“I don’t ask questions, because it’s against my principles, but would you mind explaining that?”
Directed by Ray Kellogg, who also made The Giant Gila Monster (which will be discussed at a later date), The Killer Shrews is one of many 50s horror films featuring monstrous, mutated creatures. Here, said creatures are shrews, whose genetics have been modified by Dr Craigis and his associates on a remote island. Their attempts to isolate specific strands of DNA serve a noble cause – to combat over-population by making humans much smaller, but with greater metabolisms (and, therefore, a longer life span) – but an unfortunate side effect in their experimentation has left them trapped in their compound, surrounded by hundreds of gigantic, mutant shrews… with a hurricane on its way!
With only seven people in the cast – six men, and 1957’s Miss Universe, Swedish beauty Ingrid Goude – who will be devoured by the starving genetic monstrosities? The choices are: said Swedish beauty, her loving, harmless father Dr Craigis, her drunk, violent ex-fiance (and the man responsible for allowing the shrews to escape and populate the island), a work-obsessed, socially awkward geneticist, the handsome and authoritative sailor who has brought much needed supplies to the island, his ethnic minority comedy sidekick, and Dr Craigis’ ethnic minority servant – no prizes for working out which members of this small group survive. It is worth saying, however, that their method of escaping is utterly inspired, and the climactic sequence is one of the main reasons for the film’s ongoing popularity.
The Killer Shrews has also become famous for its title characters. Close-ups reveal the beasts to have not one, but two pairs of gigantic, poison-tipped canines, and rabid expressions in their wide, bulging eyes. These monsters, usually seen only in portions through knots in the wooden face surrounding the building, are rather grotesque, though largely inanimate. For chase scenes, the huge shrews are, famously, coon dogs with big hairy rugs on their backs. Kellogg never really allows the viewer to witness these beasts, however, filming them in long shot or partially hidden by fences and foliage and, consequently, if one can suspend one’s disbelief, they are really not bad foes for such a low-budget production. These cannibalistic bone-eaters, now giant, will resort to any means necessary in order to eat, and they prove to be determined and effective – although why they choose to burrow through the building’s walls, but not under the wafer-thin yard fence, is anyone’s guess.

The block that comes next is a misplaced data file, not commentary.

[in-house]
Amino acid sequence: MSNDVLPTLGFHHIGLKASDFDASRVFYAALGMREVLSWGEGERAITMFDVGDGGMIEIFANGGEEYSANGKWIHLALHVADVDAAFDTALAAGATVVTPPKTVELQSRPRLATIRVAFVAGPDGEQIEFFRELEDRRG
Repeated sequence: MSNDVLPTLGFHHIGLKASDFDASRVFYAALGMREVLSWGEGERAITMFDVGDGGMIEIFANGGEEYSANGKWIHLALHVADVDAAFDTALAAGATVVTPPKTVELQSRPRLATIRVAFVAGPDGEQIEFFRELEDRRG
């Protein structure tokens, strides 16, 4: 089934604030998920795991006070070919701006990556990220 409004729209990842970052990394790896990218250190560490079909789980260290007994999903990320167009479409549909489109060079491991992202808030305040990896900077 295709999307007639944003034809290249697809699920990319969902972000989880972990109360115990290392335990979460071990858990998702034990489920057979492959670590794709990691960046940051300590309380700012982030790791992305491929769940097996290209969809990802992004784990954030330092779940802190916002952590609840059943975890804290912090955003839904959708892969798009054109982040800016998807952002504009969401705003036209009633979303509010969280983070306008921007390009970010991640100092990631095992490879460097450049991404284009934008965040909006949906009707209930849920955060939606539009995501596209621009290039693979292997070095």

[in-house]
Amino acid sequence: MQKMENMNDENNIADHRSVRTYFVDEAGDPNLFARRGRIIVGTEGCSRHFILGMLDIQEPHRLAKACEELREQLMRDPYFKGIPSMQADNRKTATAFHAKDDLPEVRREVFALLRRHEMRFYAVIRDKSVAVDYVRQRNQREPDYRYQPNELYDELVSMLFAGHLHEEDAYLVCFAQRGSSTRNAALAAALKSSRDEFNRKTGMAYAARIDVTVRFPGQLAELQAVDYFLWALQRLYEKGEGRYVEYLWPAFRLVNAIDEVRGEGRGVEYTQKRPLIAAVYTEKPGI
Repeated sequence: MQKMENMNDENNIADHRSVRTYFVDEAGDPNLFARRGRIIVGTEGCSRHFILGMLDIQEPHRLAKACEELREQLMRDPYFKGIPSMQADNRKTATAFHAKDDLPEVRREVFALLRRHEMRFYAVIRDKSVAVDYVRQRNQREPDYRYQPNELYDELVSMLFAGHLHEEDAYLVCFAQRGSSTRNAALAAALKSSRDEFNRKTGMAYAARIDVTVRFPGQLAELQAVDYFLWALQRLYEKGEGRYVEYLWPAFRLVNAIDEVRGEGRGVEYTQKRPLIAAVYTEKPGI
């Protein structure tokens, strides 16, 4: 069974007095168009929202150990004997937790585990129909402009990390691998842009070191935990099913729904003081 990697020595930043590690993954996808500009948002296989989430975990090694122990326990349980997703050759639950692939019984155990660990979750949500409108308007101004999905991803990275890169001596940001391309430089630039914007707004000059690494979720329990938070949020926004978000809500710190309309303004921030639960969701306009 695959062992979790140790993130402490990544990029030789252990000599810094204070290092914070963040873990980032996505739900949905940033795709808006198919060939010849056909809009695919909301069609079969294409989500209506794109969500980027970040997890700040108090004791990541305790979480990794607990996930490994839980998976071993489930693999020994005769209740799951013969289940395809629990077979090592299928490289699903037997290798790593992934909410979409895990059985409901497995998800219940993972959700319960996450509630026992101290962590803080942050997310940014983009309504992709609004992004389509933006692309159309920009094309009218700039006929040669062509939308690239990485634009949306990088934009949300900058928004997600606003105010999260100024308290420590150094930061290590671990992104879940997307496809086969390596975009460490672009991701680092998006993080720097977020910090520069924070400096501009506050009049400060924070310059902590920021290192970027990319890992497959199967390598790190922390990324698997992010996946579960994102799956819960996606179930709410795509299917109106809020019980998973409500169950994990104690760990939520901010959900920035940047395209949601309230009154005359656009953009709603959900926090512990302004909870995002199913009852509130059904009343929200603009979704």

With the exception of Goude, who appears to have been hired solely on her looks, the acting is acceptable, even good, for such a small production. Dr Radford Baines, the quiet geneticist, is a sympathetic character, while Ken Curtis is suitably repulsive as drunken Jerry. Kellogg, who was better known for his special effects work than his directing, does an adequate job – the film’s classical score is effective in building tension and excitement, and the narrative is well-paced (albeit rather manic towards the end). The hurricane is the biggest let down. An obvious MacGuffin, existing solely to trap everyone on the island and to give Kellogg a reason to use multiple stock footage lightning shots (and one rather impressive shot in which a tree is struck and crashes to the ground), the calm waters and slightly cloudy skies are not great signifiers of an imminent natural disaster.
The ongoing popularity of The Killer Shrews is most obviously demonstrated by the fact that it has spawned a sequel! In 2012, Return of the Killer Shrews saw James Best, who played Thorne, the film’s hero, return to the island, a mere fifty-three years after his first visit. Unfortunately it is not available to buy. I guess the original will have to do.